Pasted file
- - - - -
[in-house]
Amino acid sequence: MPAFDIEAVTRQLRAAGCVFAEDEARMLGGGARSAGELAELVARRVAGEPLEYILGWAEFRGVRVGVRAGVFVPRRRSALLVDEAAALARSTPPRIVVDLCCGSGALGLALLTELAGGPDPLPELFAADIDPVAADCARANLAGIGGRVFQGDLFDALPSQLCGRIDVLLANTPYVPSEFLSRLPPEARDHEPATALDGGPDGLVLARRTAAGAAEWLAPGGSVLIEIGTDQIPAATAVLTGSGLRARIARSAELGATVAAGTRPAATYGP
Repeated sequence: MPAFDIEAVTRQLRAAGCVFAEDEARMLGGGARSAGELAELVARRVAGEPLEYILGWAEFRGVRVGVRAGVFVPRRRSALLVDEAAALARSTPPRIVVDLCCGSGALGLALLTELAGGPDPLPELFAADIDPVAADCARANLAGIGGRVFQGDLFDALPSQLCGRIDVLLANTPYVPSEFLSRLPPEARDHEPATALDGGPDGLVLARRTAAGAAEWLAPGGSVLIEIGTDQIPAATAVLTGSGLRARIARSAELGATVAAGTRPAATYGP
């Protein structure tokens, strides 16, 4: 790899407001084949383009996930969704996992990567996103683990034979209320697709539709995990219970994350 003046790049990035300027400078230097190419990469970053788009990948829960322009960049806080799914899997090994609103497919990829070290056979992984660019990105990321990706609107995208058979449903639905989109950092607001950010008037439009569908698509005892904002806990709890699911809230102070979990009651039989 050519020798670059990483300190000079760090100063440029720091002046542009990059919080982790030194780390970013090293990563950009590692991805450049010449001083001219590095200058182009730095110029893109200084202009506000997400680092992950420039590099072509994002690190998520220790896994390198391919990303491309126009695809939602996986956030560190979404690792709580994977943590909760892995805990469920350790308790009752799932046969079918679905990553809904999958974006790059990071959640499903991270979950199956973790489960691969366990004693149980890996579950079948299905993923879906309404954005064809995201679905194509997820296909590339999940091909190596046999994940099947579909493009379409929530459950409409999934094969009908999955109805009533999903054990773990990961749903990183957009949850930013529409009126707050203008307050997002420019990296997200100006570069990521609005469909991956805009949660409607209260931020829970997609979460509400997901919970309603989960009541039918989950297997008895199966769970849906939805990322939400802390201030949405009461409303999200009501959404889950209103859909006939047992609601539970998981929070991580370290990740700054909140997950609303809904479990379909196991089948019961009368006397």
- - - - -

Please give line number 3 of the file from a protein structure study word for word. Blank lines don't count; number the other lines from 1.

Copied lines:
Repeated sequence: MPAFDIEAVTRQLRAAGCVFAEDEARMLGGGARSAGELAELVARRVAGEPLEYILGWAEFRGVRVGVRAGVFVPRRRSALLVDEAAALARSTPPRIVVDLCCGSGALGLALLTELAGGPDPLPELFAADIDPVAADCARANLAGIGGRVFQGDLFDALPSQLCGRIDVLLANTPYVPSEFLSRLPPEARDHEPATALDGGPDGLVLARRTAAGAAEWLAPGGSVLIEIGTDQIPAATAVLTGSGLRARIARSAELGATVAAGTRPAATYGP